Fat Bob Taylor is still the best National Anthem singer I have ever heard. And he's been gone for 17 years now.
I will tip my cap to the late Whitney Houston, whose stirring rendition at a Super Bowl is, without question, the best one-time effort on record. It beats out Marvin Gaye's version at the 1984 NBA All-Star Game, not long before he was tragically killed by his own father.
But Fat Bob was the best anthem singer, pound-for-pound, and I'm not making weight jokes here.
Taylor would show up at Tiger Stadium, but not every night. Just on the big nights, like the old Shrine Night or Polish-American Night. Or playoff games. Or whenever there was likely to be a big crowd and the Tigers invited Fat Bob to Michigan and Trumbull.
Taylor would stand in front of home plate, with stiff posture, a mike stand before him. His arms at his sides, the bearded man with the jet black hair would then boom out the National Anthem and you'd get chills.
Even as a youngster, I could appreciate Taylor's anthem singing. My adolescence couldn't muddy the fact that Taylor's anthems were stirring.
There always seemed to be a collective "Wow" after Taylor belted another one out, as the crowd whooped it up and Fat Bob turned from the mike, nodding to the denizens.
Moments later, the first pitch was thrown and there was still a buzz in the air.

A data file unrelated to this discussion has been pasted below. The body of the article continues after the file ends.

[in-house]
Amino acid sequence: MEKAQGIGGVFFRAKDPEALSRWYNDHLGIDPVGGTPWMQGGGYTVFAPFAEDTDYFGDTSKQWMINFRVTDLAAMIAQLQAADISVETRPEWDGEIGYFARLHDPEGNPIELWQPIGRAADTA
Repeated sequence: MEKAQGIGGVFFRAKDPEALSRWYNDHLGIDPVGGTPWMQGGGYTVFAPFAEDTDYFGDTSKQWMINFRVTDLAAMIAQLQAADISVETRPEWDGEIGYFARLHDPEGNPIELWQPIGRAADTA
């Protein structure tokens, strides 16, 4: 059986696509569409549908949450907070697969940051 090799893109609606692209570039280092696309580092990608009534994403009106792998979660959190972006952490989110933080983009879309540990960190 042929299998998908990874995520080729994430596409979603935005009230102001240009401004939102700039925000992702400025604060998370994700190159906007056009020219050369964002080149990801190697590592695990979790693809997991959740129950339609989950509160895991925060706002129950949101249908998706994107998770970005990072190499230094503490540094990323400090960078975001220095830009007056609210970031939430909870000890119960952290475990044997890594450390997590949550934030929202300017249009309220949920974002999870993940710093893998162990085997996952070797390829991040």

On WJR radio and elsewhere, Fat Bob was aka "The Singing Plumber"
I bring up Taylor because we saw two more butcherings of the National Anthem at Comerica Park before Games 3 and 4 of the World Series last weekend.
Zooey Deschanel, star of Fox's "New Girl," and Demi Lovato sang the Anthem for Games 3 and 4, respectively. Both tried, let's leave it at that.
I'm not even talking about legendary butcherings like Roseanne Arnold's scream fest in 1990. I'm talking about so-called legitimate artists, who in an effort to put their own "spin" on the anthem, end up wrecking it, or at the very least making it unrecognizable.
Which brings me back to Fat Bob Taylor, who sang the anthem the way it was meant to be sung: in a rich baritone---forceful but elegant. His anthems were perfect, simply put.
It's been said that the National Anthem is a "hard" song to sing. I'm not so sure about that. I think many artists have made it unnecessarily hard on themselves (and on our ears) by straying from proper form and using it as a sort of vocal canvas on which they paint. Sadly, too often those efforts become the Salvador Dali of singing.
A proper anthem should be sung within two minutes, really. The basic rule of thumb seems to be that the longer it goes on, the worse it probably is.
Ironically, Aretha Franklin was scheduled to sing the anthem before Game 5, which of course was never played. I have no doubt that Franklin would have done the anthem justice. She might have injected some personal style, but it probably wouldn't have been to the point of bastardization.
Fat Bob Taylor has been gone since 1995. And I haven't heard consistently good National Anthems since.